Senior Director, Compliance Programs – Asia-Pacific at BSA | The Software Alliance
Roland Chan oversees BSA’s communications and compliance marketing programs, and supports enforcement and public policy initiatives across the Asia-Pacific region. As part of a global team that works closely with the world’s most innovative companies and drives advocacy for the global software industry before governments and in the international marketplace, Chan directs BSA’s education programs, which are designed to increase public awareness of foundational issues for the digital economy and society, such as cybersecurity, privacy, cloud computing, copyright laws, advocate the benefits of legal software use and responsible software management, and promote software asset management as a model practice that fosters organizational productivity and IT security.
Prior to joining BSA in 1998, Chan was an executive director of Extol Corporation, an information security software solutions development company and BSA member in Malaysia. His notable successes at Extol included a four-fold expansion in size in its operations over four years, securing a sponsorship deal to supply information security solutions to the XVI Commonwealth Games in Kuala Lumpur, and the MSC-status awards of two Extol subsidiaries in the Multimedia Super Corridor. Extol's main product line was an anti-virus solution which was sold worldwide, with notable users as far as the US Department of Defense and the US Department of Energy.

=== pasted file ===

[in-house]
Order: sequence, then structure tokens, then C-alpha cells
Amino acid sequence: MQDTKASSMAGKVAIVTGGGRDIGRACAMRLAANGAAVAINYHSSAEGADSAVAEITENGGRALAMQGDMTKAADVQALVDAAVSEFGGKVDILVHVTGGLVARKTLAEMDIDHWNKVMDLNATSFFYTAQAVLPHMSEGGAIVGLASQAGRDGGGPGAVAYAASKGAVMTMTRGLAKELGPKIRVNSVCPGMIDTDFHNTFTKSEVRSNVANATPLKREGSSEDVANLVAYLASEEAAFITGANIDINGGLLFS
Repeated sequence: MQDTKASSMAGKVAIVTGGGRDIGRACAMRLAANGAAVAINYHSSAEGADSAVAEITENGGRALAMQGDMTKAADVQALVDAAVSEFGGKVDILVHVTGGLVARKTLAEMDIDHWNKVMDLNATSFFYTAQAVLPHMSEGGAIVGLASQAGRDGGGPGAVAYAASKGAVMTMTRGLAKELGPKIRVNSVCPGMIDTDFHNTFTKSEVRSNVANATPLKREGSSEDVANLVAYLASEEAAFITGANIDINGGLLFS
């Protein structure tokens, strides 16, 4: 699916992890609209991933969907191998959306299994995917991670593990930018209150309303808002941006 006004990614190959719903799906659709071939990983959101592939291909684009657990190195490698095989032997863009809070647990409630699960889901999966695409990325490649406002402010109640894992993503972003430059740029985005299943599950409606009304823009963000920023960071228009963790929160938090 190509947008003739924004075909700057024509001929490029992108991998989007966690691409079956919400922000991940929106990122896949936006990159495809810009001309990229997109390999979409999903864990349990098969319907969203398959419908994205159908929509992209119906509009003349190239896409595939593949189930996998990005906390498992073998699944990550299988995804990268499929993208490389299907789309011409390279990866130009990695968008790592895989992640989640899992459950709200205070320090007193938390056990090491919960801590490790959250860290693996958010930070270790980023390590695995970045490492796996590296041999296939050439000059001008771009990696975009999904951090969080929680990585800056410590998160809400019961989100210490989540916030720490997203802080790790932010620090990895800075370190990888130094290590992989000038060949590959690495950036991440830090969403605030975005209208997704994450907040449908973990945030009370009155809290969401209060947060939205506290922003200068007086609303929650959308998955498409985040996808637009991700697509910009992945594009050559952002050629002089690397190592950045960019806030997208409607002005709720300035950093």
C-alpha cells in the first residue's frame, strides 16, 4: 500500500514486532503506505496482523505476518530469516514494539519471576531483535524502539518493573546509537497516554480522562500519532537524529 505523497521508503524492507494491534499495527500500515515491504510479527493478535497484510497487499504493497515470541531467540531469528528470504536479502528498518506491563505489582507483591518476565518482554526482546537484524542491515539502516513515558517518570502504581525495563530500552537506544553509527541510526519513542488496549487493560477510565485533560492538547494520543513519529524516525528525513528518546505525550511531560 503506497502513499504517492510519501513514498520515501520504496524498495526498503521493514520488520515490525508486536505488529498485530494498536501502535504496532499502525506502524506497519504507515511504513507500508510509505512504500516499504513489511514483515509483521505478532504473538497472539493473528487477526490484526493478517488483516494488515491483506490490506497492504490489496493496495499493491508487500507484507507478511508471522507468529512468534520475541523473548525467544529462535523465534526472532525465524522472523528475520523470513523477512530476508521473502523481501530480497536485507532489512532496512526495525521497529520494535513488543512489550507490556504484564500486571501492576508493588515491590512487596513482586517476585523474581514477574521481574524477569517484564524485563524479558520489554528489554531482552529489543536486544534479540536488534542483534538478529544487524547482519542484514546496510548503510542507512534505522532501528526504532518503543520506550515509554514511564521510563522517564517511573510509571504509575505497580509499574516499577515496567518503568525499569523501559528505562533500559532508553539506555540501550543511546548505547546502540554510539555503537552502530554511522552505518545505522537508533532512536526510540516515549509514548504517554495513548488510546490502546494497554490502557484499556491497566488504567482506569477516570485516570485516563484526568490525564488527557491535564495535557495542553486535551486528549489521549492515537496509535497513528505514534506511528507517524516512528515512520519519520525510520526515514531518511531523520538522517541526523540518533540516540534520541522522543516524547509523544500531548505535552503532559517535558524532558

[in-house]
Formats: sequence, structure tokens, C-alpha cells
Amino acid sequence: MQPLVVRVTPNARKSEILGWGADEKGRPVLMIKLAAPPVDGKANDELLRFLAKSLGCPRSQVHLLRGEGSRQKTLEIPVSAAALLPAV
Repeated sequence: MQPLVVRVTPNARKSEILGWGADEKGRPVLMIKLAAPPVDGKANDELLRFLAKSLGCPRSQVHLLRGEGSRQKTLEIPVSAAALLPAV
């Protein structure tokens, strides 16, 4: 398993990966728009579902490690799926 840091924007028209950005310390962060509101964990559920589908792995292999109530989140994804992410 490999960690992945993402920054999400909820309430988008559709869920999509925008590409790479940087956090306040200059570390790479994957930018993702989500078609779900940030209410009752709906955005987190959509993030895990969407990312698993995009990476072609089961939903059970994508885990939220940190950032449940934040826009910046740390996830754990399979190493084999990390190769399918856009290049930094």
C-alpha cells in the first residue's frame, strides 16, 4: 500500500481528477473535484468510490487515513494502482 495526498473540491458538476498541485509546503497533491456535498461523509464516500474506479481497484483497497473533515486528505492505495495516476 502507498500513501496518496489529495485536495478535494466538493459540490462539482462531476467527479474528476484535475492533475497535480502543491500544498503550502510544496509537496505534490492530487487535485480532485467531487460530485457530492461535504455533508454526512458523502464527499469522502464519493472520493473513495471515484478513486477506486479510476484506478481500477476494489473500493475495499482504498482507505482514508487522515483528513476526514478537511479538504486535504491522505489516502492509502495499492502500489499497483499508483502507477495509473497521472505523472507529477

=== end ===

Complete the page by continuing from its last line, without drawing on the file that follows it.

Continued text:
Chan began his career as a trainee management consultant with Keyse Poulter Searle Rebbeck, a management consultancy practice in London, before returning to Asia in 1992.
Chan earned a Master of Science in automotive engineering at Cranfield Institute of Technology (UK) [now known as Cranfield University] and a Master in Business Administration from the University of Bradford Management Centre (UK). Chan received his Bachelor of Science degree with honours in mechanical engineering from the University of Bradford (UK).
Companies leave themselves exposed to significant cyber risk by not addressing the use of unlicensed software on their computer networks. According to the Global Software Survey by BSA|The Software Alliance, many CIOs simply don't know how much software employees are installing on company networks. CIOs estimate that 15% of their employees load software on the network without their company's knowledge -- however, nearly double that percentage of workers say they are loading software on the network that their company doesn't know about.